If recent American experience is any guide, however, the United States will wind up stuck in Syria despite Trump’s instincts and best efforts. Now, after another chemical weapon attack, the United States may even find itself escalating its efforts in Syria.
Trump is correct to want a speedy withdrawal. The Islamic State in Syria has been rousted from its physical “caliphate” and its remnants are on the run. Syria’s civil war still rages and there is no real chance for the United States to shape the political future of Assad or of Syria. Meanwhile the probability of deadly encounters with Russia, Iran and even Turkey remains very high for the foreseeable future. In short, the risks and costs of military intervention in Syria at this point far outweigh the benefits.
Nonetheless, America’s track record of foreign intervention since 9/11 makes it clear that leaving is easy to wish but hard to do. Presidents seeking to withdraw from interventions must always confront those who argue that it is the wrong time to leave. There is always another crisis to manage, always another danger likely to emerge if the United States were to withdraw right now. Though clearly there are situations that call for perseverance, American leaders must recognize when the costs of trying to reduce risk outweigh the benefits.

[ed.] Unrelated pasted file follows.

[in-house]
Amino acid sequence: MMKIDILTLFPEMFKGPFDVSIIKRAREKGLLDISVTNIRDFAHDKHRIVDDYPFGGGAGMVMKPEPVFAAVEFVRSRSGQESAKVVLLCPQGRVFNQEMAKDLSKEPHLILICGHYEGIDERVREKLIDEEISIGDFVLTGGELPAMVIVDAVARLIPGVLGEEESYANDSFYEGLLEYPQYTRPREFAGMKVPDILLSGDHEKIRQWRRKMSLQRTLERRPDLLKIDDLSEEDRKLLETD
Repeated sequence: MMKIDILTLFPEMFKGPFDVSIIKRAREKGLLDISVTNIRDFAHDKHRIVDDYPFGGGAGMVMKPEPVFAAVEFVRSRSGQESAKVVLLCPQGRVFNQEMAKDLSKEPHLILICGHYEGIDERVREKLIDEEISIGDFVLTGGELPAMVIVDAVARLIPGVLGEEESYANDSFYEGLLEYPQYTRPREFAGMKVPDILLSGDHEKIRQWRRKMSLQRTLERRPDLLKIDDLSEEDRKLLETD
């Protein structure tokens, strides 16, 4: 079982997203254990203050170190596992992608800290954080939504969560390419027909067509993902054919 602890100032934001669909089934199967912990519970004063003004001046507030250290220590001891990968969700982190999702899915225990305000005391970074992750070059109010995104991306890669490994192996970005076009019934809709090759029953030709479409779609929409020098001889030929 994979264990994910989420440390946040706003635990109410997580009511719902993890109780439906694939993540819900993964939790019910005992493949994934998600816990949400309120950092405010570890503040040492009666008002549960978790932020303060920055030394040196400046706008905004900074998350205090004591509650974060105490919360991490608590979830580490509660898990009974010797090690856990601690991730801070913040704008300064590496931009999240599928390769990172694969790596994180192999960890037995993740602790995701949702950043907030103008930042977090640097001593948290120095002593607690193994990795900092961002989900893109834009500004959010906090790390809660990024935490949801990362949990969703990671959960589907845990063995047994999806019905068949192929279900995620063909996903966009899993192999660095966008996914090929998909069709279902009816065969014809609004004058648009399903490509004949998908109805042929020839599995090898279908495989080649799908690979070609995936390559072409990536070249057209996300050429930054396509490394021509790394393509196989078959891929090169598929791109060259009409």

Although it is theoretically possible that a small group of people in Afghanistan, Iraq or Syria will launch a terrorist attack against the United States in the future, that risk is very low and the costs of endless intervention and nation‐building are very high. The inability to recognize the tipping point is how “mission accomplished” in Afghanistan and Iraq turned into a war on terror with no end in sight.